For Werner Herzog, he is definitely an auteur and impressive director due to his vast array of memorable films ranging from Aguirre, the Wrath of God (1972), The Great Ecstasy of Woodcarver Steiner (1974), Stroszek (1977), Nosferatu the Vampire (1979), Grizzly Man (2005), and Rescue Dawn (2006). Meeting Gorbachev is a documentary about the life of Mikhail Gorbachev, the eighth and final president of the Soviet Union. Meeting Gorbachev is visually engrossing with its vivid information and background scenarios regarding Gorbachev himself, but requires a serious amount of attention to fully understand the political issues detailed in the film. Herzog’s narration and interviews with Gorbachev will leave viewers deep in thought and in curiosity.
The focus of the film is Gorbachev, including his role in the talks about reducing nuclear weapons, the reunification of Germany and the dissolution of Gorbachev’s country. The film explores these scenarios in multiple ways but is confusing at times. I found that Herzog tries to be as faithful to Gorbachev’s words as he can be, but when the topics jump back and forth it was challenging to determine exactly how the political issues correlate together. The film still held my attention, partly because Herzog’s dark and heavy slurring voice makes his viewers want to listen closely to his films when he is doing the narrating.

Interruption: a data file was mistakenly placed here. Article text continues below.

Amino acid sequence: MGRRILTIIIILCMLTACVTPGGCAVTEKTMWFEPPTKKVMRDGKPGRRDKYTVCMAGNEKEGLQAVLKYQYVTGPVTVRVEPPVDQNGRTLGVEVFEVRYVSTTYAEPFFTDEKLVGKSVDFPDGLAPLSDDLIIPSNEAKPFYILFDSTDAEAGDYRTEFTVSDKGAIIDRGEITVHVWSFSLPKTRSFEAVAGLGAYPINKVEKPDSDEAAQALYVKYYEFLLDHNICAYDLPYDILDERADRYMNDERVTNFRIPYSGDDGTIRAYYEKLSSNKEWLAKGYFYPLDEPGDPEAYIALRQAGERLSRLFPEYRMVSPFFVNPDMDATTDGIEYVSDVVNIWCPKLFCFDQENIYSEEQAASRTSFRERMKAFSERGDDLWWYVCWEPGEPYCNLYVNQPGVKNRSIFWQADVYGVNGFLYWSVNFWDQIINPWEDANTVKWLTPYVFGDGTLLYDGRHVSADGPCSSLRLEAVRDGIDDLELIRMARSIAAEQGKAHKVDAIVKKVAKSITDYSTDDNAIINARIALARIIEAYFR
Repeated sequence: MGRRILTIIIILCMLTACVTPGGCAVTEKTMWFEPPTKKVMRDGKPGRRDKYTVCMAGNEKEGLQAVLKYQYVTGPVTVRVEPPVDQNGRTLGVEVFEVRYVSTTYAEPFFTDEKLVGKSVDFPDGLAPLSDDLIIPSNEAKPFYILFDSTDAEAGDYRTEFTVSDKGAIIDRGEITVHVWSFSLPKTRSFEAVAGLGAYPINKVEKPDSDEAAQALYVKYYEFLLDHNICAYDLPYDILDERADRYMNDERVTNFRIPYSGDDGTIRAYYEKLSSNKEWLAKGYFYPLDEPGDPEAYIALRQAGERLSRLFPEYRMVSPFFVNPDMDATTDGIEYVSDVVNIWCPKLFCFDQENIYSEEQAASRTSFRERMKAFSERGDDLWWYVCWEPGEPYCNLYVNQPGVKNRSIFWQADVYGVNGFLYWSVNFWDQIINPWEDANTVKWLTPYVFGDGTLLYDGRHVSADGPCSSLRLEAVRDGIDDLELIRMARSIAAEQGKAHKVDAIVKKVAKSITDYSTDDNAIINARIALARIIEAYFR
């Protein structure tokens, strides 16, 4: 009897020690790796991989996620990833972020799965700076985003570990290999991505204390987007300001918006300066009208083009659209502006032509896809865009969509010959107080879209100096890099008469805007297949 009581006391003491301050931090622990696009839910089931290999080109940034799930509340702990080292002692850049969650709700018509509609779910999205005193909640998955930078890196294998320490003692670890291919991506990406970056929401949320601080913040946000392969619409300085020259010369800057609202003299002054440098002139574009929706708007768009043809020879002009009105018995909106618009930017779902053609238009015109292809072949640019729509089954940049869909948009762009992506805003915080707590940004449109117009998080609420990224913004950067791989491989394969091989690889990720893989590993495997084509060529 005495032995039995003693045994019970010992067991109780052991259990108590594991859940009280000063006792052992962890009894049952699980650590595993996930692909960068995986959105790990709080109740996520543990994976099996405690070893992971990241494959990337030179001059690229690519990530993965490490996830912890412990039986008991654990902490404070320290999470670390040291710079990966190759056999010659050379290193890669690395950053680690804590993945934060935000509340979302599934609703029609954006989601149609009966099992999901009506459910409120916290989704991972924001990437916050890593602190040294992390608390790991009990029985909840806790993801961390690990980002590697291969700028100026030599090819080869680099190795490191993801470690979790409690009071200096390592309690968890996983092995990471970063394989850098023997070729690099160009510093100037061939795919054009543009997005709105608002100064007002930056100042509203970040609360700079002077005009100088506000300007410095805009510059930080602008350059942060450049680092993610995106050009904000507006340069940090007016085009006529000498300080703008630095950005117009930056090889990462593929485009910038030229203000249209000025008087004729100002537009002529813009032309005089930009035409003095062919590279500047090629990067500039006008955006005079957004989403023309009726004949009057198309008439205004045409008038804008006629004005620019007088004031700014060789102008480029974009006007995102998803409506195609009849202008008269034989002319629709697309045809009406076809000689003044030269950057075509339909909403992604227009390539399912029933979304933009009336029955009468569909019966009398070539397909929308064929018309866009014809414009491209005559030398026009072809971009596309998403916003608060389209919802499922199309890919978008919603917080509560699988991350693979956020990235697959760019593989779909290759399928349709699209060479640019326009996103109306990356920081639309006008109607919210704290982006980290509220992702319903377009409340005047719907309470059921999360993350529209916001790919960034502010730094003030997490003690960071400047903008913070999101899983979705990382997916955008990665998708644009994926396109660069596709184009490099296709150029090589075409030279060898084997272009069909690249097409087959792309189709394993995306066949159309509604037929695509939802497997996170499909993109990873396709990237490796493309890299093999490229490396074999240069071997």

The film did take me back to Grizzly Man because of how that was also a film based on actual events as Meeting Gorbachev is. That film had lots of background information on bears and how a man got himself hurt filming them which was overall much easier to understand than this current film. Meeting Gorbachev is a film that requires some knowledge and even background research for viewers to completely understand the main points as well as the conflicts during Gorbachev’s time as president of the Soviet Union. Herzog is deep in conversation with Gorbachev, but there is so much dialogue between the two that I wished at times that I could rewind the movie while I was in the theatre. When I could not follow the conversation, I felt I missed certain elements. This, in turn, kept me from understanding what the outcome of certain events were later in the film.
Overall, this is a thought-provoking documentary. If viewers are fans of Herzog, then this is a must watch. From my vantage point, it is not amazing, but it is memorable. This film is different for Herzog, but he still is faithful to it being believable and accurate. I did enjoy its short time frame of ninety minutes, and I believe others will as well. For Meeting Gorbachev, I give it three solid stars.